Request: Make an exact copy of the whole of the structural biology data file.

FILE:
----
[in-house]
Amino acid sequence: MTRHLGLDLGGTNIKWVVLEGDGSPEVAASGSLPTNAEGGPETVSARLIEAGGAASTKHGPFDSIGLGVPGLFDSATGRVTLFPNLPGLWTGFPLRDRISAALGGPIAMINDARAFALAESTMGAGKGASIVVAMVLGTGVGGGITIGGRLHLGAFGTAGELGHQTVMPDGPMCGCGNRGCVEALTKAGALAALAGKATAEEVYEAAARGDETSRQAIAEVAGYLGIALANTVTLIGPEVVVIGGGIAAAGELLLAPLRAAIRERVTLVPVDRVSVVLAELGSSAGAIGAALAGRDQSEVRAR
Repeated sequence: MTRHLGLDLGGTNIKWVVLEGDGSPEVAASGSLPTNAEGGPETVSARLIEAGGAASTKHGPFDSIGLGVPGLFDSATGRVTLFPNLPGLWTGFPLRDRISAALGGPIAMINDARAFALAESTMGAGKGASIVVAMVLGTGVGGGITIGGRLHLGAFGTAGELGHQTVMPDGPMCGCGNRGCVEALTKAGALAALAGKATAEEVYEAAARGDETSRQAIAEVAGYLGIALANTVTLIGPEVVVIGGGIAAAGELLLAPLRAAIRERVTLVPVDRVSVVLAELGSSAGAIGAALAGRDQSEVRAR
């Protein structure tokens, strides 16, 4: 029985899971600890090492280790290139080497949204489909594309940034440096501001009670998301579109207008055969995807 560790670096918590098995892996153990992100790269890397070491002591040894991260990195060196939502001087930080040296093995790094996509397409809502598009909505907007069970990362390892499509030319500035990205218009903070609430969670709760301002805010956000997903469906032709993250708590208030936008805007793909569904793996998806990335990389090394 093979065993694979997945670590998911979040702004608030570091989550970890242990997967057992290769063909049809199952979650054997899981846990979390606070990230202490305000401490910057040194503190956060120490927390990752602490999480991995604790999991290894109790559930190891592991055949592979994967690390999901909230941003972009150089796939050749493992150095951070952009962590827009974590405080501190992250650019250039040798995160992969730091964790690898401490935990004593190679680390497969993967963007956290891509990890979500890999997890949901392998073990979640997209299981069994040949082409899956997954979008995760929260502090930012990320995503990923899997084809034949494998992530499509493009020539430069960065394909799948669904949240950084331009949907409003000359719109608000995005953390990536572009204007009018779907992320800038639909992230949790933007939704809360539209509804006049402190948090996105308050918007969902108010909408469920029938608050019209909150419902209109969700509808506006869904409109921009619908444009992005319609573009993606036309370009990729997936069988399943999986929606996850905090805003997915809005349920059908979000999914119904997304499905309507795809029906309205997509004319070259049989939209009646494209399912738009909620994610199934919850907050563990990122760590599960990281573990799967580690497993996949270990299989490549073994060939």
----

[in-house]
Amino acid sequence: MTRHLGLDLGGTNIKWVVLEGDGSPEVAASGSLPTNAEGGPETVSARLIEAGGAASTKHGPFDSIGLGVPGLFDSATGRVTLFPNLPGLWTGFPLRDRISAALGGPIAMINDARAFALAESTMGAGKGASIVVAMVLGTGVGGGITIGGRLHLGAFGTAGELGHQTVMPDGPMCGCGNRGCVEALTKAGALAALAGKATAEEVYEAAARGDETSRQAIAEVAGYLGIALANTVTLIGPEVVVIGGGIAAAGELLLAPLRAAIRERVTLVPVDRVSVVLAELGSSAGAIGAALAGRDQSEVRAR
Repeated sequence: MTRHLGLDLGGTNIKWVVLEGDGSPEVAASGSLPTNAEGGPETVSARLIEAGGAASTKHGPFDSIGLGVPGLFDSATGRVTLFPNLPGLWTGFPLRDRISAALGGPIAMINDARAFALAESTMGAGKGASIVVAMVLGTGVGGGITIGGRLHLGAFGTAGELGHQTVMPDGPMCGCGNRGCVEALTKAGALAALAGKATAEEVYEAAARGDETSRQAIAEVAGYLGIALANTVTLIGPEVVVIGGGIAAAGELLLAPLRAAIRERVTLVPVDRVSVVLAELGSSAGAIGAALAGRDQSEVRAR
């Protein structure tokens, strides 16, 4: 029985899971600890090492280790290139080497949204489909594309940034440096501001009670998301579109207008055969995807 560790670096918590098995892996153990992100790269890397070491002591040894991260990195060196939502001087930080040296093995790094996509397409809502598009909505907007069970990362390892499509030319500035990205218009903070609430969670709760301002805010956000997903469906032709993250708590208030936008805007793909569904793996998806990335990389090394 093979065993694979997945670590998911979040702004608030570091989550970890242990997967057992290769063909049809199952979650054997899981846990979390606070990230202490305000401490910057040194503190956060120490927390990752602490999480991995604790999991290894109790559930190891592991055949592979994967690390999901909230941003972009150089796939050749493992150095951070952009962590827009974590405080501190992250650019250039040798995160992969730091964790690898401490935990004593190679680390497969993967963007956290891509990890979500890999997890949901392998073990979640997209299981069994040949082409899956997954979008995760929260502090930012990320995503990923899997084809034949494998992530499509493009020539430069960065394909799948669904949240950084331009949907409003000359719109608000995005953390990536572009204007009018779907992320800038639909992230949790933007939704809360539209509804006049402190948090996105308050918007969902108010909408469920029938608050019209909150419902209109969700509808506006869904409109921009619908444009992005319609573009993606036309370009990729997936069988399943999986929606996850905090805003997915809005349920059908979000999914119904997304499905309507795809029906309205997509004319070259049989939209009646494209399912738009909620994610199934919850907050563990990122760590599960990281573990799967580690497993996949270990299989490549073994060939």